Solved (approved for RMA): Unbearably Slow PCIe Gen 4 NVME Speeds

Dopamin3

Gawd
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548
This issue is solved: https://hardforum.com/threads/unbearably-slow-pcie-gen-4-nvme-speeds.2029780/post-1045710560
The issue is back after 3 months and I noticed it only happens on older data, fresh files on the drives seem unaffected. Ultimately going to try to RMA to MicroCenter.
Final update: got approved for RMA with MicroCenter on all three Inland drives, using WD SN850X as replacements. Hopefully no more issues now.

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The rig in question is in my signature below, and I'm on Windows 10 Pro 22H2. The drive in question is an Inland Performance Plus 4TB NVME (supposed to be up to 7200MB/s read and 6800 MB/s write).

Screenshot is from HWInfo64. I was playing Uncharted: Legacy of Thieves and some of the cutscenes were laggy/jumping around. After Googling this it basically just appears to be slow storage, and low and behold that's my issue. I'm currently verifying the game files as well, and it's reading at a steady 22 MB/s. The maximum it ever reached while the PC was on for a few days was 942 MB/s. I primarily use this drive just for games. It has a good bit on it, 3.01 TB used with 636 GB remaining (total capacity 3.63 TB in Windows) but is it normal to see such terrible performance at ~82.5% capacity?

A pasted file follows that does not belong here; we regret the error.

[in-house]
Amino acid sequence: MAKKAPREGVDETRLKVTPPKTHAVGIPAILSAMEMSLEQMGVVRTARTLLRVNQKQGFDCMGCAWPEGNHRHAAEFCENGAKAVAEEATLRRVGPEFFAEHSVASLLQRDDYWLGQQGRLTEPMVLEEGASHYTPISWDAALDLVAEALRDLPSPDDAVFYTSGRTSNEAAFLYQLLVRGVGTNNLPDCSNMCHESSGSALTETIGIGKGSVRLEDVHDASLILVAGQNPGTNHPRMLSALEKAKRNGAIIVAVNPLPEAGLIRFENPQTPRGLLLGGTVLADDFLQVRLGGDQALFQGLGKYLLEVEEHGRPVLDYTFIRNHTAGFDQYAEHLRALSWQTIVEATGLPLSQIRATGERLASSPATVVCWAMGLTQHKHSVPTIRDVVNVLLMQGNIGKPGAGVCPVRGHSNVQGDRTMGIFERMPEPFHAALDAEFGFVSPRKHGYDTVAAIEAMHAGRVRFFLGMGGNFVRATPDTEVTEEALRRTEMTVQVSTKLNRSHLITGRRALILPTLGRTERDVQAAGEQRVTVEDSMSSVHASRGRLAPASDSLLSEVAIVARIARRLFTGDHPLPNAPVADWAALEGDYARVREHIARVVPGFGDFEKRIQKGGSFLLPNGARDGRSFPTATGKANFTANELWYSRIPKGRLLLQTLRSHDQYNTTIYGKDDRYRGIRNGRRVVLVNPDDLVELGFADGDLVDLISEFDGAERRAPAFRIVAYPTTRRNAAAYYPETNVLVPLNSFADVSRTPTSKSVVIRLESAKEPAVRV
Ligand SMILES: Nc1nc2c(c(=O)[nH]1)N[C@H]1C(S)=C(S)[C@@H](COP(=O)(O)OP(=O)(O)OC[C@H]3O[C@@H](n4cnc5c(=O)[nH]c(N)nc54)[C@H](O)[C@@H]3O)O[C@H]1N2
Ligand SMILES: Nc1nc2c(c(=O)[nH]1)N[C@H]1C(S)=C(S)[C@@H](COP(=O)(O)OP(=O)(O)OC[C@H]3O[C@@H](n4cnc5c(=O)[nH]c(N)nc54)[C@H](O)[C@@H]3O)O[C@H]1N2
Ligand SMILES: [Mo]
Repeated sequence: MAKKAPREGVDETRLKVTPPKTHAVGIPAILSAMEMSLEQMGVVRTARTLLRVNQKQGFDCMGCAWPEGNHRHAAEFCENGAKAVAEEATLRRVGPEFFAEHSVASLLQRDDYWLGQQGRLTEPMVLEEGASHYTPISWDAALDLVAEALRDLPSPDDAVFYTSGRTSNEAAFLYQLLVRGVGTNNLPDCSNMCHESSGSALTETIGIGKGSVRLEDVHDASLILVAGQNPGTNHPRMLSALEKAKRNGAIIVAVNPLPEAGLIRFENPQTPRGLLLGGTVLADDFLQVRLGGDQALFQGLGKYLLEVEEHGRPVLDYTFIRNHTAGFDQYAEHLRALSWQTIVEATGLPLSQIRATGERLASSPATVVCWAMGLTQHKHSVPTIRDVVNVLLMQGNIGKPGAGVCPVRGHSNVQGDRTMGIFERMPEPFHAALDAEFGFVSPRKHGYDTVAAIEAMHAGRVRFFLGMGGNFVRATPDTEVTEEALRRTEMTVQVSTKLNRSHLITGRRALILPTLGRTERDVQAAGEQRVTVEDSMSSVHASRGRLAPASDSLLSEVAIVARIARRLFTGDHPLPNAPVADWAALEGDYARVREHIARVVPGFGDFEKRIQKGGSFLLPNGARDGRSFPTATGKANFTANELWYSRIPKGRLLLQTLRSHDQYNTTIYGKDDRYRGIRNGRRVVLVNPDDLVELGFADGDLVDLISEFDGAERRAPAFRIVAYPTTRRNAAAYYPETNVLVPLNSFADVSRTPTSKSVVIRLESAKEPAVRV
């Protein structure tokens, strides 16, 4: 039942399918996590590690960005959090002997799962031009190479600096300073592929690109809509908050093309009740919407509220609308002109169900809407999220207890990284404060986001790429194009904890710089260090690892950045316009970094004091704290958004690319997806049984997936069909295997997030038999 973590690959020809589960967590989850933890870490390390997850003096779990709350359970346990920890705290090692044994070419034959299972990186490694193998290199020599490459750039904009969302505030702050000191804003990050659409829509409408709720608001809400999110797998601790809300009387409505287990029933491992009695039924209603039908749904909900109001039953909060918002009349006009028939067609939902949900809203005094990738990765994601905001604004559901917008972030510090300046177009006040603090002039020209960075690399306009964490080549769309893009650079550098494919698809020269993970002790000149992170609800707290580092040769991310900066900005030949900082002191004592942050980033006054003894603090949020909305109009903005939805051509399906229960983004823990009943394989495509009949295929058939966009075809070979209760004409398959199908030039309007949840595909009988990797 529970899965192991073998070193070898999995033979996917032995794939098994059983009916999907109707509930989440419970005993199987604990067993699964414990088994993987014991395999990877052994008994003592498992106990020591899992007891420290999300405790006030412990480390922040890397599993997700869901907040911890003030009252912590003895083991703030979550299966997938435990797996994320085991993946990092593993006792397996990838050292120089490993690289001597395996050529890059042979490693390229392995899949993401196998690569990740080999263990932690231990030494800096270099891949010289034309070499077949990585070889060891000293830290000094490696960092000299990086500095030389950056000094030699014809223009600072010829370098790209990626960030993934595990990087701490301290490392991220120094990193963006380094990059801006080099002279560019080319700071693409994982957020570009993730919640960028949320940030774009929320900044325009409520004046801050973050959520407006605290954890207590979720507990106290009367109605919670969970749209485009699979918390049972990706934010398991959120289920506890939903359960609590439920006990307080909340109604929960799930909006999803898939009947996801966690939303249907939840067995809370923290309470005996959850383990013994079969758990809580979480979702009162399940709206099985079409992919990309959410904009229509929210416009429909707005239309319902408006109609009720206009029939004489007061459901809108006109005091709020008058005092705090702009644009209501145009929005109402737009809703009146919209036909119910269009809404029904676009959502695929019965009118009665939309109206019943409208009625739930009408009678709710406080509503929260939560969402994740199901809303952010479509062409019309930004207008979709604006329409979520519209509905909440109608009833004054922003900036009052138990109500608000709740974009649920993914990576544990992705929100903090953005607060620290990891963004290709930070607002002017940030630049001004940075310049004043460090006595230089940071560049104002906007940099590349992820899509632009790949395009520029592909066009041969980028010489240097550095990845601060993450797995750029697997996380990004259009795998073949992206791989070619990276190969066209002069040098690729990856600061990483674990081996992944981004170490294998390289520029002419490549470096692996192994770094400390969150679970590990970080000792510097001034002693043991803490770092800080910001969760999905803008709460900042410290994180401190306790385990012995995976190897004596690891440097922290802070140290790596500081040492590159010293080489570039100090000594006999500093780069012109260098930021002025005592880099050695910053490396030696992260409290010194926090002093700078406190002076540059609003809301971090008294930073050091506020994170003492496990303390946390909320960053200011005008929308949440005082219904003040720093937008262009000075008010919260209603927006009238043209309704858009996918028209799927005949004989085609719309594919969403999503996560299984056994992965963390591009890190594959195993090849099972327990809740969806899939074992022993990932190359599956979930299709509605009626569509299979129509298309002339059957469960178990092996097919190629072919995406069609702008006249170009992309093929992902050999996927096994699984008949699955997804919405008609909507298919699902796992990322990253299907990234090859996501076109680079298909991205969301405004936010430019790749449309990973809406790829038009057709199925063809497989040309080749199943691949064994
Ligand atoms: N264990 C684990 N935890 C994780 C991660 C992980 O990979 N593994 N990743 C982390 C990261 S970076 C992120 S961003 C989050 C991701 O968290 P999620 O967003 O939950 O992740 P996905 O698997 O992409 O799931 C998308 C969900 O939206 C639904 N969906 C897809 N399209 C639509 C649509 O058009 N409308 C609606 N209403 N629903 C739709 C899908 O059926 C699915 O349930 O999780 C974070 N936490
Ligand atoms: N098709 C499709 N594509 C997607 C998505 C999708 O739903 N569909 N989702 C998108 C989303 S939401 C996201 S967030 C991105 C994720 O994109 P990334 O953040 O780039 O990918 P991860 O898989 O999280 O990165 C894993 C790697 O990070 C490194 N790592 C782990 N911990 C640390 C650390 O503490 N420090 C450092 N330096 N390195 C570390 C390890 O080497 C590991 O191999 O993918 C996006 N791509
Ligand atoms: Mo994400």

This is running off a chipset fed PCIe 4.0 NVME slot on the X570 Aorus Xtreme, I understand it's not going to be as fast as a CPU provided NVME slot, but c'mon really? I might as well use a hard drive...

edit: I'm on AMD Chipset driver version 4.03.03.431 and the newest on AMD website is 5.05.16.529 so I will update that and post if it changes anything.